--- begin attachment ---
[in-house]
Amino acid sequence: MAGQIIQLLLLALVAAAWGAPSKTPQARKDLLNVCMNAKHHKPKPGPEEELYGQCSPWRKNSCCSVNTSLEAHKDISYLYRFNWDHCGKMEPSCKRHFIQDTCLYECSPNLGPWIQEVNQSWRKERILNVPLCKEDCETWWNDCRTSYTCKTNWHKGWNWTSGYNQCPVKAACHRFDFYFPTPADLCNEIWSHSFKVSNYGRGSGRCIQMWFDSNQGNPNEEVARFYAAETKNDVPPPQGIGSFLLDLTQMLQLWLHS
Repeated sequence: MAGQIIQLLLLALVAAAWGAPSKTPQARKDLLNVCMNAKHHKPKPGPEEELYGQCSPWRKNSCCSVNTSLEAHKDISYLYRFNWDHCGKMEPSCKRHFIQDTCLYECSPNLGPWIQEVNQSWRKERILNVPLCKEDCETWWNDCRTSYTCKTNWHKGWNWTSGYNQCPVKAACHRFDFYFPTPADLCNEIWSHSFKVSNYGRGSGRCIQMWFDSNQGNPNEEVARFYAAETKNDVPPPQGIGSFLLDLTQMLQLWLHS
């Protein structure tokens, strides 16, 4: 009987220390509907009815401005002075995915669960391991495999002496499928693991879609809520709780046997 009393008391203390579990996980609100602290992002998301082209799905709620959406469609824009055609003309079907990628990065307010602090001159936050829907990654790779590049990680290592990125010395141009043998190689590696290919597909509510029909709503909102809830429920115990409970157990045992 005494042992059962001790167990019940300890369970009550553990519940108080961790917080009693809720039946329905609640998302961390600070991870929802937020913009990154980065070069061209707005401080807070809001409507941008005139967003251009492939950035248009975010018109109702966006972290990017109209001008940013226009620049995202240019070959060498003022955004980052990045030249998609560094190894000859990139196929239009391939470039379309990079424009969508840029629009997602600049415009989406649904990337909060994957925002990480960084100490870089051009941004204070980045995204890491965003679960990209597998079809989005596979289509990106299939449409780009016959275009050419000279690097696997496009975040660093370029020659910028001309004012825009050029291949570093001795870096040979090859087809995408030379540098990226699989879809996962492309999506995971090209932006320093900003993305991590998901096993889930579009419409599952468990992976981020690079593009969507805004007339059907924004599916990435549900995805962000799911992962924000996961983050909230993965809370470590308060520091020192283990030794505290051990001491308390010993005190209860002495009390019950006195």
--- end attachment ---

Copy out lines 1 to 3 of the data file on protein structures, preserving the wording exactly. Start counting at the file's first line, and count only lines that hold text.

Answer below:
[in-house]
Amino acid sequence: MAGQIIQLLLLALVAAAWGAPSKTPQARKDLLNVCMNAKHHKPKPGPEEELYGQCSPWRKNSCCSVNTSLEAHKDISYLYRFNWDHCGKMEPSCKRHFIQDTCLYECSPNLGPWIQEVNQSWRKERILNVPLCKEDCETWWNDCRTSYTCKTNWHKGWNWTSGYNQCPVKAACHRFDFYFPTPADLCNEIWSHSFKVSNYGRGSGRCIQMWFDSNQGNPNEEVARFYAAETKNDVPPPQGIGSFLLDLTQMLQLWLHS
Repeated sequence: MAGQIIQLLLLALVAAAWGAPSKTPQARKDLLNVCMNAKHHKPKPGPEEELYGQCSPWRKNSCCSVNTSLEAHKDISYLYRFNWDHCGKMEPSCKRHFIQDTCLYECSPNLGPWIQEVNQSWRKERILNVPLCKEDCETWWNDCRTSYTCKTNWHKGWNWTSGYNQCPVKAACHRFDFYFPTPADLCNEIWSHSFKVSNYGRGSGRCIQMWFDSNQGNPNEEVARFYAAETKNDVPPPQGIGSFLLDLTQMLQLWLHS